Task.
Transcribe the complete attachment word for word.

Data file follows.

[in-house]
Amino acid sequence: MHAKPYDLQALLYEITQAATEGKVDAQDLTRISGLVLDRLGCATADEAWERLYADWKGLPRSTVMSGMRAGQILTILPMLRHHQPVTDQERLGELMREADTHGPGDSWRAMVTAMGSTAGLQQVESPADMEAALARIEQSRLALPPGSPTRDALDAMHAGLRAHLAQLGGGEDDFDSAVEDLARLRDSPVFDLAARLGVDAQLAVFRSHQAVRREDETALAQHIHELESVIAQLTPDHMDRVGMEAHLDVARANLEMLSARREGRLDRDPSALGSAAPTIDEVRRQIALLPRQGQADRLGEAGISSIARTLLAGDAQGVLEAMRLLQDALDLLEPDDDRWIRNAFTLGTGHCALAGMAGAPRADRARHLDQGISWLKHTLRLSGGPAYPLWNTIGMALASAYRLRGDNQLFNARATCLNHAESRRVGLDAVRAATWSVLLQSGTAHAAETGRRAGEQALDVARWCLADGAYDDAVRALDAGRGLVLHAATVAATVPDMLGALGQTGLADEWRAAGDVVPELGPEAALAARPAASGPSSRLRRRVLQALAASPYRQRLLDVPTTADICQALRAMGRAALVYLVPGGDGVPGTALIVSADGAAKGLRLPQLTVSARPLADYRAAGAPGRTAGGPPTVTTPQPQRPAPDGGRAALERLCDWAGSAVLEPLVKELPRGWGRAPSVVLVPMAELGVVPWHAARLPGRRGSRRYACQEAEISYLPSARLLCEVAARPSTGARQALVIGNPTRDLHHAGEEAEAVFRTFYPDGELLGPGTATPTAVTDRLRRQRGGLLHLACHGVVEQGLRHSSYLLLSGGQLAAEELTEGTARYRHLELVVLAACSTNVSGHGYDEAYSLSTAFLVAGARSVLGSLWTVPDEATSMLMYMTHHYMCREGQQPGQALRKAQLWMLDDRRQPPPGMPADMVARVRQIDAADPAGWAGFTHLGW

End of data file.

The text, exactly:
[in-house]
Amino acid sequence: MHAKPYDLQALLYEITQAATEGKVDAQDLTRISGLVLDRLGCATADEAWERLYADWKGLPRSTVMSGMRAGQILTILPMLRHHQPVTDQERLGELMREADTHGPGDSWRAMVTAMGSTAGLQQVESPADMEAALARIEQSRLALPPGSPTRDALDAMHAGLRAHLAQLGGGEDDFDSAVEDLARLRDSPVFDLAARLGVDAQLAVFRSHQAVRREDETALAQHIHELESVIAQLTPDHMDRVGMEAHLDVARANLEMLSARREGRLDRDPSALGSAAPTIDEVRRQIALLPRQGQADRLGEAGISSIARTLLAGDAQGVLEAMRLLQDALDLLEPDDDRWIRNAFTLGTGHCALAGMAGAPRADRARHLDQGISWLKHTLRLSGGPAYPLWNTIGMALASAYRLRGDNQLFNARATCLNHAESRRVGLDAVRAATWSVLLQSGTAHAAETGRRAGEQALDVARWCLADGAYDDAVRALDAGRGLVLHAATVAATVPDMLGALGQTGLADEWRAAGDVVPELGPEAALAARPAASGPSSRLRRRVLQALAASPYRQRLLDVPTTADICQALRAMGRAALVYLVPGGDGVPGTALIVSADGAAKGLRLPQLTVSARPLADYRAAGAPGRTAGGPPTVTTPQPQRPAPDGGRAALERLCDWAGSAVLEPLVKELPRGWGRAPSVVLVPMAELGVVPWHAARLPGRRGSRRYACQEAEISYLPSARLLCEVAARPSTGARQALVIGNPTRDLHHAGEEAEAVFRTFYPDGELLGPGTATPTAVTDRLRRQRGGLLHLACHGVVEQGLRHSSYLLLSGGQLAAEELTEGTARYRHLELVVLAACSTNVSGHGYDEAYSLSTAFLVAGARSVLGSLWTVPDEATSMLMYMTHHYMCREGQQPGQALRKAQLWMLDDRRQPPPGMPADMVARVRQIDAADPAGWAGFTHLGW